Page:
The Passing Parade: Cheap Shots from a Drive By Mind

"...difficile est saturam non scribere. Nam quis iniquae tam patiens urbis, tam ferreus, ut teneat se..." "...it is hard not to write Satire. For who is so tolerant of the unjust City, so steeled, that he can restrain himself... Juvenal, The Satires (1.30-32) akakyakakyevich@gmail.com

Monday, March 12, 2007

BRUSH UP YOUR SHAKESPEARE: It’s almost spring as I write this, the snow is melting, baseball season opens in only a few short weeks, and here in our happy little burg, it’s drama club time down at the new high school. Yes indeed, all is almost right with the world. This year the kids put on Shakespeare’s A Midsummer’s Night Dream. Now, I have to admit, the idea of this mob of juvenile delinquents putting some Shakespeare on the boards impressed the heck out of me when I first heard it; back in the day I could swing a mean pentameter and forsooth with the best forsoothers in the school, but that was once upon a time, when our happy little burg still imprisoned adolescents in the great brick hulk of the old high school. Things have changed since then, as they always do, and today I couldn’t soothsay if my life depended on it. Actually, I couldn’t do it then, either. I was Trinculo, one of the two comic relief guys in The Tempest who get Caliban drunk and try to help the misshapen monster rebel against Prospero, but I bailed out about a month before opening night. I think I was all right in the part; I knew my lines, I knew where I was supposed to be and when I was supposed to be there, and I enjoyed the process of rehearsals and brainstorming the problems, big and little, that go with putting on any stage production; I just didn’t want to act in front of an audience, which sort of defeats the whole purpose of acting in the first place; it also puts a fairly large crimp in ticket sales. My English teacher tried to convince me to be a trouper and go on with the show in the best tradition of the theater, but while the flesh was nauseous, the spirit was unwilling, and so I became the lighting director instead, which I found suitably congenial as it involved little more than standing back stage out of sight of God and this acting company turning the stage lights on and off on cue. I was great at it, too. I flip a mean switch, if I do say so myself.

But this year’s play was wonderful, as such things go; the kids did their best, but speaking verse doesn’t come naturally to American kids unless they’re rapping about politically incorrect antisocial behavior, and so they filled the night with a singsong manner of speaking they wouldn’t dream of using in their real lives without a Dr. Seuss book in their hands and their annoying little brother or sister sitting next to them. Still, they did a good job of it, all things considered. The parts with Bottom and his merry crew of incompetent thespians went very well, indeed; here the requirements of the part and the skill of the actors met and melded in a positive orgy of overacting, with the smell of ham fried, roasted, and boiled permeating every part of the theater, to the absolute delight of the audience, who no doubt thought that the play was over and Rachael Ray was somewhere in the building about to cook up a thirty minute meal for everyone. In short, a good time was had by all and sundry.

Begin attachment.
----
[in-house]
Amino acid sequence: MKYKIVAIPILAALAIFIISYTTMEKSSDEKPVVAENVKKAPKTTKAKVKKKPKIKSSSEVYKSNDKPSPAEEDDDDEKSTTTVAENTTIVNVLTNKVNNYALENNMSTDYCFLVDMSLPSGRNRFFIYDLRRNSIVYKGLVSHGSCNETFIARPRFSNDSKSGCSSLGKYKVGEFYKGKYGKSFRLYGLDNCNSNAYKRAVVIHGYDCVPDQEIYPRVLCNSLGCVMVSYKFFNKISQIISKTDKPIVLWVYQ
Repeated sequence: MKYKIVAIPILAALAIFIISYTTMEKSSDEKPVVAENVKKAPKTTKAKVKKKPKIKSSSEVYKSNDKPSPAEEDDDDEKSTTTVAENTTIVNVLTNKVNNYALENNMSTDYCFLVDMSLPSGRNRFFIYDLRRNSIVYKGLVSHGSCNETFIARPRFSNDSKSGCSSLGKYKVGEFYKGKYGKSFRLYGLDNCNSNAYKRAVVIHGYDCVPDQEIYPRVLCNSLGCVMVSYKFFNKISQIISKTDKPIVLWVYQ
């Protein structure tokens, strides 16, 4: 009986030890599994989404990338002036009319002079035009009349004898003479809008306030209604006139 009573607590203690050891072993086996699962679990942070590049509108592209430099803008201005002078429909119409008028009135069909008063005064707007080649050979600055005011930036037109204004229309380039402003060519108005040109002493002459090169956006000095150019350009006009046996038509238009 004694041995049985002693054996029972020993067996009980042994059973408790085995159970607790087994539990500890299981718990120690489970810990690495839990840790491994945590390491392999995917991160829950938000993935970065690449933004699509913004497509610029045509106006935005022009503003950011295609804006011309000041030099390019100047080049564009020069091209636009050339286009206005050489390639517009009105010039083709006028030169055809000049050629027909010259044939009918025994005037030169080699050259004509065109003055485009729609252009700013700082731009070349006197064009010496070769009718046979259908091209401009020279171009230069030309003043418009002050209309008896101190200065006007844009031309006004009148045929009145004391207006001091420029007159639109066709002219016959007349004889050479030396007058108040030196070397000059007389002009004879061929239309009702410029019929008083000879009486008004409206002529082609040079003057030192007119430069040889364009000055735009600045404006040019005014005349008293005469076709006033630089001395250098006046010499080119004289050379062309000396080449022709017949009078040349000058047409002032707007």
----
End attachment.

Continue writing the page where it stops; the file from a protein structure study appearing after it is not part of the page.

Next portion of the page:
Ordinarily, I wouldn’t have gone to this showing, but the niece was in the play this year and I had to go and show moral and financial support. She was one of Titania’s fairies; it was not a speaking role and so, along with the rest of the nonverbal cast, she had to spend a lot of time up on stage nodding her head as if she agreed with everything the principals were saying and in general being conscious that hundreds of people were looking at her not do anything. As a high school student, of course, she often spends a good deal of time not doing anything with hundreds of people around, but she is usually not cognizant of their presence. Ignoring an audience is a bit harder to do, especially in the new high school’s equally brand spanking new theater. That auditorium is huge, not at all like the overheated hole in the wall wherein I flung my iambs all those years ago. I also noticed that the typical high school division of labor was yet again at work in this particular production. The popular girls got all the best roles, and apart from my niece, who is tall and willowy, most of the rest of Titania’s fairies looked remarkably like the Chicago Bears’ defensive line. If Oberon, the king of the fairies, had tried anything with Titania while those girls were on stage, they’d have knocked him back on his ass for a fourth down and a loss of seven yards.

In any case, the niece had very little to do up there and she did it very well, I thought, and I was impressed that she thought so much of the part that she actually colored her hair a uniform shade of something dark in order to play it. This is, in and of itself, no mean accomplishment, and I think you could safely say that this might even be one of the few triumphs of modern American secondary education. The niece’s hair has been all the colors of the rainbow these past few years, and often several of those rainbow colors at the same time, and for a school project to engross her to the extent that she would willingly surrender her ongoing experiments in tonsorial spectroanalysis is nothing to sneer at. Of course, the dark color her hair is now is not her natural color, or, at least, I don’t think it is; it’s been quite a while since I saw her hair in its natural shade, so I could be wrong about that.

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